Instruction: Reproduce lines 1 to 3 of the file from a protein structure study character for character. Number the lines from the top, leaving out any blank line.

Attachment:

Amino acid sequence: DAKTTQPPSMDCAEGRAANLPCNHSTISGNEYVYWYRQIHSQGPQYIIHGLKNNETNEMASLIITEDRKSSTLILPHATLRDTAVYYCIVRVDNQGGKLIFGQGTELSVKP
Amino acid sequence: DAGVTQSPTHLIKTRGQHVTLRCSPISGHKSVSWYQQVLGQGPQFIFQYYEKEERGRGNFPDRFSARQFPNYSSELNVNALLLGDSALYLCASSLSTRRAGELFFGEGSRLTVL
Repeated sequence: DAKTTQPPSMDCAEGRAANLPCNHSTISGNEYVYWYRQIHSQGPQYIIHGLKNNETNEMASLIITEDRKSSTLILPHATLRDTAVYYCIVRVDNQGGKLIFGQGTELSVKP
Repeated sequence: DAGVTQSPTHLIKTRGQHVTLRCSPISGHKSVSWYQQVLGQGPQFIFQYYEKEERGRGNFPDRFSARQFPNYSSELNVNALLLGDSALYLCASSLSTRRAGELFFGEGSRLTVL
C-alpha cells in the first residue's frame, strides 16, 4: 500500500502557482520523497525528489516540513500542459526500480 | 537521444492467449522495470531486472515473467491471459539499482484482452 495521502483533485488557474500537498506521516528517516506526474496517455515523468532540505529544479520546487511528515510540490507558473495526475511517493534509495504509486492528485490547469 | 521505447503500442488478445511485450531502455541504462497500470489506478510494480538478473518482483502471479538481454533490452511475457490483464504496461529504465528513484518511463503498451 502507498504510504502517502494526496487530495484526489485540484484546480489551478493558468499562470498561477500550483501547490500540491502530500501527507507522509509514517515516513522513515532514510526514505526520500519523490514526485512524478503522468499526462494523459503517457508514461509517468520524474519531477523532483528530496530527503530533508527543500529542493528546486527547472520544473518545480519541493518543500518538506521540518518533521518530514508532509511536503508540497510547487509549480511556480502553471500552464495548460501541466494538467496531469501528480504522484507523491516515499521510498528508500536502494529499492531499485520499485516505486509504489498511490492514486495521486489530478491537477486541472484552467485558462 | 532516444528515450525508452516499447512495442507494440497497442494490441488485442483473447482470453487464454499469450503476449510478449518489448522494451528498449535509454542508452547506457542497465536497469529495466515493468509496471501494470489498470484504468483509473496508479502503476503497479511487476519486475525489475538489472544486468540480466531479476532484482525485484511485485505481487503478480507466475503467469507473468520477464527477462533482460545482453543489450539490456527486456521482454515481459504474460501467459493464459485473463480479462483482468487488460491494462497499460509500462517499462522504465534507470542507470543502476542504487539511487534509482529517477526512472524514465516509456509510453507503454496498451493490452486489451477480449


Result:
Amino acid sequence: DAKTTQPPSMDCAEGRAANLPCNHSTISGNEYVYWYRQIHSQGPQYIIHGLKNNETNEMASLIITEDRKSSTLILPHATLRDTAVYYCIVRVDNQGGKLIFGQGTELSVKP
Amino acid sequence: DAGVTQSPTHLIKTRGQHVTLRCSPISGHKSVSWYQQVLGQGPQFIFQYYEKEERGRGNFPDRFSARQFPNYSSELNVNALLLGDSALYLCASSLSTRRAGELFFGEGSRLTVL
Repeated sequence: DAKTTQPPSMDCAEGRAANLPCNHSTISGNEYVYWYRQIHSQGPQYIIHGLKNNETNEMASLIITEDRKSSTLILPHATLRDTAVYYCIVRVDNQGGKLIFGQGTELSVKP